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Supporting kids to camp

[Stock photo]

The Township of Wellesley is waiving rental fees for the Paradise and District Lions Club at the St. Clements Community Centre, despite the organization not technically meeting the township’s criteria.

Councillors meeting this week opted to forego the township’s typical policy on fees for the Lions annual summer camp, reasoning that the program served a public good within the township.

The decision made Tuesday evening will see the organization spared the full $7,500 in rental fees for the community centre over a 15-day period this summer.

Under the township’s current policy, the Lions were only eligible for a 30 per cent discount on their fees. A full waiver of the $7,500 would require that the summer camp be free for participants, but in 2018 the program was priced at $150 per week.

The Lions Club, however, noted that their program is run on a cost-recovery model, and since starting up in 2015 had produced a net loss for the community group of $4,700.

“The Lions Club usually ends up having to help support this. It’s usually we’re running at a loss,” Lions member Mark Koenig told councillors. The group also provided support to those unable to afford the camp fees, adding to its losses.

“We also do this in regards to families in need within our community, for children who can’t afford to go to camp, and we will cover those costs,” added Koenig. “We’ve had four such instances since we’ve been running [the camp]; the Lions just cover those costs for kids. To give them something to do, to belong to a camp, to be able to go to school and say, ‘I went to camp too. I was part of the group.’”

Koenig noted that the program gave children in the township an outlet during the summer months, while also creating employment opportunities for the community’s youth.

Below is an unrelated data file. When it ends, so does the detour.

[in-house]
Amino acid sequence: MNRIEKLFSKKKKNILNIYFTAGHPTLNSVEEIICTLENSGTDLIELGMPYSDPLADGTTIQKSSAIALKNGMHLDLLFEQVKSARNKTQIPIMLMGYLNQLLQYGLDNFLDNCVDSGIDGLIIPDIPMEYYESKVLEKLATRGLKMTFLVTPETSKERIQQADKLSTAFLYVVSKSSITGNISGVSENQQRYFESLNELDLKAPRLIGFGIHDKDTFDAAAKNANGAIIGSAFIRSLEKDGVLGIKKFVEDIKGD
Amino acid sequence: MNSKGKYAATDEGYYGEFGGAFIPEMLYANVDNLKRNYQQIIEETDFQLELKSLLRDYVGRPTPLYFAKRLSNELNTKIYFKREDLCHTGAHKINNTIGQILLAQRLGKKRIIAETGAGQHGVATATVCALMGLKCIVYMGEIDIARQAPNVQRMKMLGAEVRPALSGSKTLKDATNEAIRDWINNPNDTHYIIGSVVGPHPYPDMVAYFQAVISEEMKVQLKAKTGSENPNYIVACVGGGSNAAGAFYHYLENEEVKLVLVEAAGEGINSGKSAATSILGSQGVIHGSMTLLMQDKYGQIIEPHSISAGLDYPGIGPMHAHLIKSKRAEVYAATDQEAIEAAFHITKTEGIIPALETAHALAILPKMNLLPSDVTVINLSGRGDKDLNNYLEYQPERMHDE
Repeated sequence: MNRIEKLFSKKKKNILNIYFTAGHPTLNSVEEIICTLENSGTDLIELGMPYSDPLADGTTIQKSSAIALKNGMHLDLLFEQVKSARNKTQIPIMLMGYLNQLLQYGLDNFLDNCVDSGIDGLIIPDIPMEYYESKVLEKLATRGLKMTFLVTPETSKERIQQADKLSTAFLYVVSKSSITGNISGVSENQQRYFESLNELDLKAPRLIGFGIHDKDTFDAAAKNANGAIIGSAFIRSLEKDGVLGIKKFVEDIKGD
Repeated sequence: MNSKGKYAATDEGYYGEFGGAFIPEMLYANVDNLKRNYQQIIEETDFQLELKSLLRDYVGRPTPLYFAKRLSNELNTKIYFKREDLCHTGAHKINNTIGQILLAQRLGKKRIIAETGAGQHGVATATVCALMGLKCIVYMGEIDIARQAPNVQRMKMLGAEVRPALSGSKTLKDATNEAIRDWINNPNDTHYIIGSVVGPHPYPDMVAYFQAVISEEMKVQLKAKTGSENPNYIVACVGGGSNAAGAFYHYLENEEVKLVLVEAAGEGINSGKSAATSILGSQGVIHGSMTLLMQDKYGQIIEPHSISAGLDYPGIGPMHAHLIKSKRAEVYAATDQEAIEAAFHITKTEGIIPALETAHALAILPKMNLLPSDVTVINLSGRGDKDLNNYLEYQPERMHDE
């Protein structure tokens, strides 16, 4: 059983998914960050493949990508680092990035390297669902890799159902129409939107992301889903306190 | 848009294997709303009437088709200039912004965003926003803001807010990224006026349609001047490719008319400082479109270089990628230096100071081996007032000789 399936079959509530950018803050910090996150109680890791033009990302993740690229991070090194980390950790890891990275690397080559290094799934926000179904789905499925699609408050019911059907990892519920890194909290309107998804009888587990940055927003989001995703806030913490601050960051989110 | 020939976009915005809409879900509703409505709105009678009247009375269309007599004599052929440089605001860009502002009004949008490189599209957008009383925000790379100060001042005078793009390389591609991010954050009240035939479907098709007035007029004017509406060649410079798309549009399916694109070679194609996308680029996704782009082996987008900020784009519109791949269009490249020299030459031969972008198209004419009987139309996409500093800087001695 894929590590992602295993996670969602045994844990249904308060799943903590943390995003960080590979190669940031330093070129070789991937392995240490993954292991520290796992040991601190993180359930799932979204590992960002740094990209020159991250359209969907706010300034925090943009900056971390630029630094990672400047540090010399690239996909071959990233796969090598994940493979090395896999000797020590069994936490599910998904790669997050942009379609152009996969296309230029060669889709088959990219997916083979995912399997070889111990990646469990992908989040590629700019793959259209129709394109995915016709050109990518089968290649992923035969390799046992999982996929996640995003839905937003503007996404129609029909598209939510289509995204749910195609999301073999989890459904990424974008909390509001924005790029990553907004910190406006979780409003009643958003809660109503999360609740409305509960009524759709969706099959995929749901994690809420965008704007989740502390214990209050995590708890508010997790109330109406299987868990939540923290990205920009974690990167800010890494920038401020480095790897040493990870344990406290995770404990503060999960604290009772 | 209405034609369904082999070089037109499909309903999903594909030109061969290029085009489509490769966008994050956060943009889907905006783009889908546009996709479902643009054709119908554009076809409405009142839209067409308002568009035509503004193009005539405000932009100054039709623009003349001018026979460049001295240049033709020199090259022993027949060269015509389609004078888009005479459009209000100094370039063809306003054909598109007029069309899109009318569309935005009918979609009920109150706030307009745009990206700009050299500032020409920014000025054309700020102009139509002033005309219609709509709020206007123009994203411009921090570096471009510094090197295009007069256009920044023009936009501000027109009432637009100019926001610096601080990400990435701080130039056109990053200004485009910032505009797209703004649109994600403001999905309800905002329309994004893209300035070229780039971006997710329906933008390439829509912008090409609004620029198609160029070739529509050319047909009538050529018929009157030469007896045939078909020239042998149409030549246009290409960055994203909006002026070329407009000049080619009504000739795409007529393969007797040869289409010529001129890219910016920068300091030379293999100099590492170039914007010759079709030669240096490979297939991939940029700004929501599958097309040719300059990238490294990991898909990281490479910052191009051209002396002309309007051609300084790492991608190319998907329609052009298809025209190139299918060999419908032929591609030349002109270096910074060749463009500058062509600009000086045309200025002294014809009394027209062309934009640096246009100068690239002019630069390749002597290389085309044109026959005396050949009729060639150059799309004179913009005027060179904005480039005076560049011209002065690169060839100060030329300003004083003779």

“The other neat side of it is that it was also designed to help make employment opportunity within the community for teenagers to be able to have a job within their community,” he said.

The cost to the taxpayer, meanwhile, to open the community centre to the Lions camp free of charge were minimal, suggested township staff.

“There’d be a little more hydro use each day than if the hall was sitting empty, but that would be the economic impacts of it,” said Danny Roth, the township’s director of recreation.

Councillors were keen not to create a precedent, but said exceptions could be made depending on the circumstances.

“Sometimes we have to look at the whole picture, and we can sometimes look at the exceptions to the rule,” said Coun. Herb Neher, who was supportive of the Lions’ efforts. “And this is a community function, and do we want to make an exception in this case because it does service our community.”

“I don’t think it really sets a precedent,” added Mayor Joe Nowak. “Because we deal with these things on an individual basis. Although it does open the door for similar types of requests, but I guess that door is always open isn’t it?”

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